Andi stayed in the hospital five more days.  Tom had been her night shift nurse for 3 of those days.  Andi had regained consciousness on the fourth day of being in the hospital.  She never met the man who saved her life; she may've never even learned his name.  But she lived because he had the courage and strength of will to call a medical doctor and voice his opinion.

Peter

It had been a long recovery for Peter, age 10.  He and his family had been in a car accident one icy winter day.  It was now late spring and he was excited to be leaving the hospital in the morning.

     Peter's nurse this night was Alexa, a recent graduate who had passed her Boards and received her license about 1 month ago.  Peter talked briefly with her at the beginning of her shift, then he fell asleep, dreaming about the big welcome home party the next day; all his friends had been invited.

     But Peter never saw Alexa again.  In the middle of the night, Alexa noticed that Peter's color was off and he seemed to have a darker appearance and a puffy or congested face.

     Knowing something was wrong, Alexa immediately tried to awaken the boy.  She was unsuccessful.  His vital signs were weak; his pulse thready.

     Immediately, she called the attending physician who issued orders. 

     It was determined that Peter had a blood clot that found its way into his brain, causing a stroke.  Because the nurse had found the change in Peter’s condition right away, the measures taken to restore blood flow to the brain were successful.  The quick interventions by Alexa kept Peter from having any residual brain damage after the incident. 

These are but a few stories of interventions by night-shift nurses that have saved the lives of their patients.  Every nurse, no matter what shift he/she is on, has similar stories to tell.  But the big difference between the different shifts is that people rarely know the nurse that tends to them at night.  Often the patient has a vague recollection that someone talked to them in the night; but often the night passes with the patient sleeping soundly.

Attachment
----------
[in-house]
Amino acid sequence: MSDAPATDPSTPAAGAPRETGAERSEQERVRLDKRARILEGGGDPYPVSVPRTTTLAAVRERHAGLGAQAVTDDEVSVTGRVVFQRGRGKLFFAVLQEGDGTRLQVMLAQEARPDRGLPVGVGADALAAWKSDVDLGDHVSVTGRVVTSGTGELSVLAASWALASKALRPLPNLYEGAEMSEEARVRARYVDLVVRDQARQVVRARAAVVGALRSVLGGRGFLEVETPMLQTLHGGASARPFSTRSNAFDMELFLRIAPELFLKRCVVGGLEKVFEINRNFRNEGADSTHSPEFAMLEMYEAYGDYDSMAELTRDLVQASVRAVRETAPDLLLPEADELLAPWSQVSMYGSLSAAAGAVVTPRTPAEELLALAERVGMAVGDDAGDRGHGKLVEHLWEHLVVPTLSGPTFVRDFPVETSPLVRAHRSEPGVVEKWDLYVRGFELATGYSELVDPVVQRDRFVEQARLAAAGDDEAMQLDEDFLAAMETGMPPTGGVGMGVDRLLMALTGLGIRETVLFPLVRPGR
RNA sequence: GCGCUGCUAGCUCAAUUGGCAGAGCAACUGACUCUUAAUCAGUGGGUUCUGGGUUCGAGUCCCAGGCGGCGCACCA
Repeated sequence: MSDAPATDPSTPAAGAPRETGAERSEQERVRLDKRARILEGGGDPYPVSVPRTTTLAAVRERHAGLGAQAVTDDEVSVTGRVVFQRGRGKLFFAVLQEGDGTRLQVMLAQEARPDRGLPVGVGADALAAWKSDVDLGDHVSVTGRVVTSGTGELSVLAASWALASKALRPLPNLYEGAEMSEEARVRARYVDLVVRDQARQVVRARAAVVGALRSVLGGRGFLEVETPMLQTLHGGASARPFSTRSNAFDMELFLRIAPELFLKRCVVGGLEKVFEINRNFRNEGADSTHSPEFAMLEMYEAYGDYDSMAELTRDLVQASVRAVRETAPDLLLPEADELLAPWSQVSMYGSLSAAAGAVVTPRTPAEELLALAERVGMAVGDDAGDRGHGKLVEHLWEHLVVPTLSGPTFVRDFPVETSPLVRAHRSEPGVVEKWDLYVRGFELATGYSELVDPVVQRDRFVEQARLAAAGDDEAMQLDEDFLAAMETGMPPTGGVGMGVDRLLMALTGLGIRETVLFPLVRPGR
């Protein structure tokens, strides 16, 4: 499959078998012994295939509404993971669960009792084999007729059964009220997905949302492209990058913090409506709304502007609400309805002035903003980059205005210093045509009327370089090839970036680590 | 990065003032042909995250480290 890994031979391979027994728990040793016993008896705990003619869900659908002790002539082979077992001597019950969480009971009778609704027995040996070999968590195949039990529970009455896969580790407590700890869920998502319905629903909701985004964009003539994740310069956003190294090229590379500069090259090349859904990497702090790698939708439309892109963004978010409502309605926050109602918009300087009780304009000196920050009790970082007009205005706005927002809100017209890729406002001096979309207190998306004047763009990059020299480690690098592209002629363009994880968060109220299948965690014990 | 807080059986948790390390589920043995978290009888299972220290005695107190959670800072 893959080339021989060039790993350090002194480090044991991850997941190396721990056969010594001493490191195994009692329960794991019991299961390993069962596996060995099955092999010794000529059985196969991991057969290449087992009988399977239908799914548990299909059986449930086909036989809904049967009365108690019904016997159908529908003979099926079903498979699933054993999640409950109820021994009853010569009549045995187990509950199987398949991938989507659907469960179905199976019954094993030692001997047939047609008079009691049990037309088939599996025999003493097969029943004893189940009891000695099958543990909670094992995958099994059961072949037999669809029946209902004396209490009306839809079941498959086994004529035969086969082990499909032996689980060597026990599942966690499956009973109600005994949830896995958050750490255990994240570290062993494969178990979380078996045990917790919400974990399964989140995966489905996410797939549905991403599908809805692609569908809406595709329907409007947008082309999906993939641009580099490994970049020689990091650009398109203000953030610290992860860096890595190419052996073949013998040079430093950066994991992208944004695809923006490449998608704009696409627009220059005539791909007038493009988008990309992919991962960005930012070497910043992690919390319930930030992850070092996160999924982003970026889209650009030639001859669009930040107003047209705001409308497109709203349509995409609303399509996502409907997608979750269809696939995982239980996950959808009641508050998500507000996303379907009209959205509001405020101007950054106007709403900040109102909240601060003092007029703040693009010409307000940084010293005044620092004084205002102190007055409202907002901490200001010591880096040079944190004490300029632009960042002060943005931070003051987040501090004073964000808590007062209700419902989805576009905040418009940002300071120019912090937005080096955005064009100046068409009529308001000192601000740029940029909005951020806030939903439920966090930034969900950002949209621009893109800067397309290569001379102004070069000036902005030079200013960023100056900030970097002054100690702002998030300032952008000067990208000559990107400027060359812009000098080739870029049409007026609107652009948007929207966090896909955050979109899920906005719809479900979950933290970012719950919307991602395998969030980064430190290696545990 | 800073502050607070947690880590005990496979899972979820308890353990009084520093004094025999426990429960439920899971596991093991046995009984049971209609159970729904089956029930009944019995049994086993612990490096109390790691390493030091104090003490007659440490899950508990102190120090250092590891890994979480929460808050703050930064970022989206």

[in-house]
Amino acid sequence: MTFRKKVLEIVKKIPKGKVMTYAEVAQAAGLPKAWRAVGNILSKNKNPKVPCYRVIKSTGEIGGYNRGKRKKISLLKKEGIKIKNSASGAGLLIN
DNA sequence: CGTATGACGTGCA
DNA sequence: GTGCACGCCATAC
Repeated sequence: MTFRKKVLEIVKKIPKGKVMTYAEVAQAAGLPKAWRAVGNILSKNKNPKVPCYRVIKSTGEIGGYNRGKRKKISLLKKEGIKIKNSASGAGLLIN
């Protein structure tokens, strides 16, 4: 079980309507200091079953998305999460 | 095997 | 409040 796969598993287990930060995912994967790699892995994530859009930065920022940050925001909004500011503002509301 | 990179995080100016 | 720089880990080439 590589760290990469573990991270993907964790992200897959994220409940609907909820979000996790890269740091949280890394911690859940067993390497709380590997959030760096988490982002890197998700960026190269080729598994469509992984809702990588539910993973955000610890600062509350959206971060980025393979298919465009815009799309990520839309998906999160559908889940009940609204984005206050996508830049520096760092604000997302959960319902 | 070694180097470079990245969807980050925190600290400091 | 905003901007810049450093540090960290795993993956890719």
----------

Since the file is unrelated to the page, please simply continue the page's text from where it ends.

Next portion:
Night nurses also have great fortitude and courage, possibly even more than those of other shifts.  It takes a lot of courage to wake a doctor in the middle of the night to discuss a patient’s care.  It is easier if the patient has signs that something is definitely wrong; but it take a lot more courage to call a doctor, awaken him, and tell him that something isn’t right with no actual proof, but the doctor should come in right away anyway.

     Most patients fair well at night and never need the interventions mentioned in this article.  Still, their nurse is available and caring for them, even if they sleep soundly through the night and never see or remember the nurse.  Perhaps the patients sleep soundly because they are aware that they are cared for by a wonderful person who watches over them while they sleep, and who will intervene if something was to happen.

This article is dedicated to all those nurses far and wide who work the night shift.  To be trusted with a precious life while the person sleeps is a great honor.  Your courage runs strong within you; thank you for your dedication.

Best wishesPsychology Articles,

Dr. Ronda

Source: Free Articles from ArticlesFactory.com

ABOUT THE AUTHOR


Dr. Ronda Behnke Theys is a distinguished practitioner of Classical Homeopathy and other Natural Healing methods.  As co-founder of The Homeopathic Centers of America, Dr. Ronda passes on what she has learned through her seminars, articles, books and when working with individuals.  You can contact Dr. Ronda via the website www.MyHCA.org or by calling 920-558-9806.  "When it’s time to heal, call me…I will listen to you."  For a FREE guide to help you along your healing path, visit the HCA website as noted above.